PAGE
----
OpenStreetMap

Tagging bridge heights from open imagery

Posted by Richard on 7 July 2017 in English (English)

OpenStreetMap is navigable for bikes, on foot, and increasingly so for cars. But one thing we're not yet great at is truck routing.

HGVs, lorries, trucks, whatever you call them, need to get from A to B without breaking either the road or themselves. Which means the map needs to know about height and width restrictions. 11foot8.com is a good example of what happens when truck drivers don't have this information (and also can't read):

11foot8.com

OSM coverage is good in parts but patchy. Fortunately, the existence of open street-level imagery means it's really easy to map this sort of thing from the comfort of your own armchair. Here's a brief how-to.

Step 1: Identify low bridges

The majority of important restrictions are height restrictions, and the great majority of height restrictions are railway bridges. (There are a few canal aqueducts too, though canal-related restrictions are generally weight restrictions on overbridges.)

So one way to find potential low bridges is to follow a railway on the map, looking for instances where the railway crosses the road on a bridge, rather than the other way round (or a level crossing). Doing this systematically is pretty easy.

Or you can automate it with this clever maxheight map, which looks for exactly this scenario, and highlights the map accordingly. (Github code here.)

Step 2: Find height from imagery

You can use Mapillary or OpenStreetCam as open(-ish) equivalents of Google Street View. Here, for example, is a railway bridge captured on OpenStreetCam.

Personally I like to use Geograph, the long-running UK georeferenced photography project. You can go straight to Geograph itself, but I actually use my own bike route-planner, cycle.travel, which has Geograph photos integrated into it. First you plan a route under the bridge:

plan route

then you click the road, and 'View photos':

see photos

and hey presto, you can see there's a pic showing the height limit signage. Click that to see the full-resolution picture on Geograph.

There's even an (undocumented?) option to show Mapillary views directly in the OSM Maxheight Map: http://maxheight.bplaced.net/overpass/map.html?mapillary=true

Step 3: Map it!

Just split the road to create a short way underneath the bridge, and add a maxheight= tag. You can use imperial units without a space (maxheight=12'9") or metric with a space (maxheight=4.5 m).

The results

It's a really simple, straightforward process that makes the map instantly usable for truck routing. I fixed the bridges on the Cotswold Line railway (from Oxford to Worcester) in half an hour, from Geograph and personal knowledge. Greatly improving maxheight coverage in the UK should be doable in weeks rather than years. And, of course, it's a good excuse to get out and survey those places where the height isn't visible from imagery.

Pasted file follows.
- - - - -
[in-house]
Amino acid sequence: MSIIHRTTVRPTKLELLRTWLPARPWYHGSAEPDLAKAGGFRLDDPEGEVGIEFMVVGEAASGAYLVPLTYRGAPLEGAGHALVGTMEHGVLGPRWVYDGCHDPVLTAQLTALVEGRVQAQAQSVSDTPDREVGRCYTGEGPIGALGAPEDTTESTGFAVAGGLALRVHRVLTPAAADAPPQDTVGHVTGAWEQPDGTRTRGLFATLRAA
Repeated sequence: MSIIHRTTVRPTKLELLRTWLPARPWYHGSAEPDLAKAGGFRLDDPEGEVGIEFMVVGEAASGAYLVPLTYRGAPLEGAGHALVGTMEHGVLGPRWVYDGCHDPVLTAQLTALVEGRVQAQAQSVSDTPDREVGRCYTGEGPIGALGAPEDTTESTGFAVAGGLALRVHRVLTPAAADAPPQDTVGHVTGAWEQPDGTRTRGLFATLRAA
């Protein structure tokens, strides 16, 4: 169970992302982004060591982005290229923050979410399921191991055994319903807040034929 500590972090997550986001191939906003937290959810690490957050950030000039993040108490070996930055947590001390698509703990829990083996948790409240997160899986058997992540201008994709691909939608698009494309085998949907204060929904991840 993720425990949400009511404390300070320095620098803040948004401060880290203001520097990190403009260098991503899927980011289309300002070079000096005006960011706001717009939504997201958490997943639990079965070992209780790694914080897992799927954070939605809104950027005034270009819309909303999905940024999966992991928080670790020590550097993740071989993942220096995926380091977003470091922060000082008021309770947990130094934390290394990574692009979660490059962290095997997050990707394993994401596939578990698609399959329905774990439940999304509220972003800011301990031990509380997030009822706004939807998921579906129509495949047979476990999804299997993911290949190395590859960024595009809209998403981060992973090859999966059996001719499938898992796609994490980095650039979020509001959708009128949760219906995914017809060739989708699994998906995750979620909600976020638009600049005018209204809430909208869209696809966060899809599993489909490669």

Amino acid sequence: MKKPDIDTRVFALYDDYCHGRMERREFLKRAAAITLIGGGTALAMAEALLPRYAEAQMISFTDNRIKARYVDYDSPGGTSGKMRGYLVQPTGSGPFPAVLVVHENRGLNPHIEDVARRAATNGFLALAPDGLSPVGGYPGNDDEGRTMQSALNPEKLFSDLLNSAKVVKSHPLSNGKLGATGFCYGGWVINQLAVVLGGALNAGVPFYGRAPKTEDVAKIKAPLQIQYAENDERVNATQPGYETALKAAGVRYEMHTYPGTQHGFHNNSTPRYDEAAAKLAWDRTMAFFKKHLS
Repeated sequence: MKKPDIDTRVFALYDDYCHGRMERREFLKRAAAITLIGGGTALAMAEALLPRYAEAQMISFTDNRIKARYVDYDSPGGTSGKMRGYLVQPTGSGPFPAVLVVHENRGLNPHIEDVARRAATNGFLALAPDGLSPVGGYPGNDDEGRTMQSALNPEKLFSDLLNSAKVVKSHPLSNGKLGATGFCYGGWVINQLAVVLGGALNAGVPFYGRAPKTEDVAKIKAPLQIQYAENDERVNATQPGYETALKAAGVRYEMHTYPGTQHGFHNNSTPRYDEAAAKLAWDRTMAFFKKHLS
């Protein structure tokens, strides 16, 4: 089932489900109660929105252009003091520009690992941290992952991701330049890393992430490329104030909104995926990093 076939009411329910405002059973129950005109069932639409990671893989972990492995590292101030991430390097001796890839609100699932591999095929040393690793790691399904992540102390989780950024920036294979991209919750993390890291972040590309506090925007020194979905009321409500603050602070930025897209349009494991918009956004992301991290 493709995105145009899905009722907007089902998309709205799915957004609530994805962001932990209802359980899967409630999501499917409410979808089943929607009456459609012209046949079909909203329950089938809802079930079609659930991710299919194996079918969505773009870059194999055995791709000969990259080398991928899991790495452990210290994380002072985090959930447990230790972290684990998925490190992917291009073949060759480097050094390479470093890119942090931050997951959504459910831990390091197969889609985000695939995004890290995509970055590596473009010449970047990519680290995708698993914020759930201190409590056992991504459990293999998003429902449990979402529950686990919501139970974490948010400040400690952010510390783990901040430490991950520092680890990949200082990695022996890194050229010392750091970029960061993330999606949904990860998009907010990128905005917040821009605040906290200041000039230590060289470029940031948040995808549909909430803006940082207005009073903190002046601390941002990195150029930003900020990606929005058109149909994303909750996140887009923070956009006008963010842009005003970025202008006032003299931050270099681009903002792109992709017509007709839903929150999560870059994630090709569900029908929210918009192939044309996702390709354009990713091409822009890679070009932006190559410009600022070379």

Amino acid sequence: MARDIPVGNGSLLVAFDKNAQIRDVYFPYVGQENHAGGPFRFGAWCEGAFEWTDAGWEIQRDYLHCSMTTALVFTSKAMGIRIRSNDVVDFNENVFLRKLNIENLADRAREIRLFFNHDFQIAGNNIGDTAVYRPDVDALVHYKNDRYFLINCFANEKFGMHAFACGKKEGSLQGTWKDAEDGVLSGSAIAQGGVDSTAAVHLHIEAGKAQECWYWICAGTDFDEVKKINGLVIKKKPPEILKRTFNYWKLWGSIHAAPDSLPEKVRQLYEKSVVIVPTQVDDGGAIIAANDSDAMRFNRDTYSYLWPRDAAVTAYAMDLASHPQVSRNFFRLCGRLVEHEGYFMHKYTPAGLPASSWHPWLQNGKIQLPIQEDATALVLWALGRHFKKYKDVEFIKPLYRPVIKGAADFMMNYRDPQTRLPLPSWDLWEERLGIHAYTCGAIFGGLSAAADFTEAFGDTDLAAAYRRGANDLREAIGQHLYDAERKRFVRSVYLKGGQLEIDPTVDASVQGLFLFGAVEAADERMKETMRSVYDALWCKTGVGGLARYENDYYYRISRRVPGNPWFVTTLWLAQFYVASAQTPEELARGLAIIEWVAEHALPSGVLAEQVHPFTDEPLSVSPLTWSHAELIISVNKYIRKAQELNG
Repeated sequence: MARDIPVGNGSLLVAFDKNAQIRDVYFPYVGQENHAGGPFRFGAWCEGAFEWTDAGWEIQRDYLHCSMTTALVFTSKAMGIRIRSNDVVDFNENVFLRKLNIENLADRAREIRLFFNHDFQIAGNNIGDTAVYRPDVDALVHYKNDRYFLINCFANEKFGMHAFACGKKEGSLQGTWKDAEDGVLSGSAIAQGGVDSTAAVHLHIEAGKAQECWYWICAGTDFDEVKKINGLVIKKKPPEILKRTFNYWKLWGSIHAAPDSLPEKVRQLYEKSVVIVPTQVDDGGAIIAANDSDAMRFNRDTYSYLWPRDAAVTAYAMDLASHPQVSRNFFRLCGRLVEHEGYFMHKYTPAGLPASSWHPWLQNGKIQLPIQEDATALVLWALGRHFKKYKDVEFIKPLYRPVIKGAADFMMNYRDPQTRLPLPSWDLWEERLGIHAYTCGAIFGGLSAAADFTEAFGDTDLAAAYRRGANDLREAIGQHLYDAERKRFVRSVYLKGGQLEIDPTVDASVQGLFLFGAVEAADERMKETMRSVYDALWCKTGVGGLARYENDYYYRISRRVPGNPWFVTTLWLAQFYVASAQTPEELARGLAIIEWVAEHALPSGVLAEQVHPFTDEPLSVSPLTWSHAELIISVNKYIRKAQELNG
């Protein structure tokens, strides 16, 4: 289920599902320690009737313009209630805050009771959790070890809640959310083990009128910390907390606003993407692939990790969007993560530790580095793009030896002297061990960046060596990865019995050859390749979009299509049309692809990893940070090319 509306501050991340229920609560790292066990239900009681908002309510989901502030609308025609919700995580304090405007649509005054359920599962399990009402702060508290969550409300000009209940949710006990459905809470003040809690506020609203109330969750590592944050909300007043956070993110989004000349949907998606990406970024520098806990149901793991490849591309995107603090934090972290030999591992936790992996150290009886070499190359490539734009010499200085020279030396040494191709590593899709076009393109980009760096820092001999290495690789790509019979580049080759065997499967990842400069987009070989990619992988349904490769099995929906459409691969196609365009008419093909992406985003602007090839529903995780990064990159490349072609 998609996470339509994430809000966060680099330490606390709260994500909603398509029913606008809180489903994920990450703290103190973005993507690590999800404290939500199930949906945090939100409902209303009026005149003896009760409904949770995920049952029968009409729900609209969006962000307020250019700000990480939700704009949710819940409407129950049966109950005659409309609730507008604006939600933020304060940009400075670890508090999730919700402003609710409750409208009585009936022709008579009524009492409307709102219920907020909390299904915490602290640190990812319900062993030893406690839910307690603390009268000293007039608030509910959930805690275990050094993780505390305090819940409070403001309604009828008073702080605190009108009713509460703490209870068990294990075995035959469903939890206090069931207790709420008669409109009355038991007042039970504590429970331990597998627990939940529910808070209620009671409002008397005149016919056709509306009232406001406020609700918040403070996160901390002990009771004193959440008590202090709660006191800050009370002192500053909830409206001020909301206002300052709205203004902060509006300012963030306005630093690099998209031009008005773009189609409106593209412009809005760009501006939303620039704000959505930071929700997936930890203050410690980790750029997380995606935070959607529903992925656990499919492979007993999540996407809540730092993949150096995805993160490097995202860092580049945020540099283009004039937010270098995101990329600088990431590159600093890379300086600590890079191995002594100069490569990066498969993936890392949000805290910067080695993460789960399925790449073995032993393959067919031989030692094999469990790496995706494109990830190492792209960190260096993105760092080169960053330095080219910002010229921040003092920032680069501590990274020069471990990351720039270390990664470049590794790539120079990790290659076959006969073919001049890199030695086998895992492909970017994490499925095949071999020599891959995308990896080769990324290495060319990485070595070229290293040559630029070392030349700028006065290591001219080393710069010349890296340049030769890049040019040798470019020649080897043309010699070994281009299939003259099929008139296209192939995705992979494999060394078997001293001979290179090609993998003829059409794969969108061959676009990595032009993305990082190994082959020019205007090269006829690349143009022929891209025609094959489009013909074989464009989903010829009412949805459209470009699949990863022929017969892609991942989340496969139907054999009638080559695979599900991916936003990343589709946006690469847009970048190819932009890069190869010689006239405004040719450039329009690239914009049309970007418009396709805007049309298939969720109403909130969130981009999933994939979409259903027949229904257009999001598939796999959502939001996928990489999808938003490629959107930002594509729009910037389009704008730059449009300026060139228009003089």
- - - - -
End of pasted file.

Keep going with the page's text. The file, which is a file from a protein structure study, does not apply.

Once you've reviewed a whole railway, consider noting your work somewhere so that others can focus on other railways. I've started a wiki page for the UK at https://wiki.openstreetmap.org/wiki/United_Kingdom_bridge_heights .

Comment from RobJN on 7 July 2017 at 15:33

Nice. I like the use of cycle.travel for the images. Didn't know about that before.

Btw if you are mapping in Warwickshire there is some open data from the council for height restrictions that can be used.

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Comment from ChristianSW on 7 July 2017 at 19:15

Thank you for this post! I love the Geograph project - it's a great source for mapping, education and geo-photo-lovers!

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Comment from ChristianSW on 8 July 2017 at 07:19

I would like to see more use of Geograph in OSM related projects.

https://wiki.openstreetmap.org/wiki/Geograph#Geograph_images_on_cycle.travel

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Comment from Pavlo K on 11 July 2017 at 22:29

That's really important. Thanks for remind!

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Comment from GinaroZ on 14 July 2017 at 22:01

Is it allowed to use Geograph images to map other things as well?

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Comment from ChristianSW on 15 July 2017 at 04:34

@GinaroZ In my opinion it's no problem to use imagery as an additional source for details, but I am not sure about it. We discussed this question in the forum, but without result.

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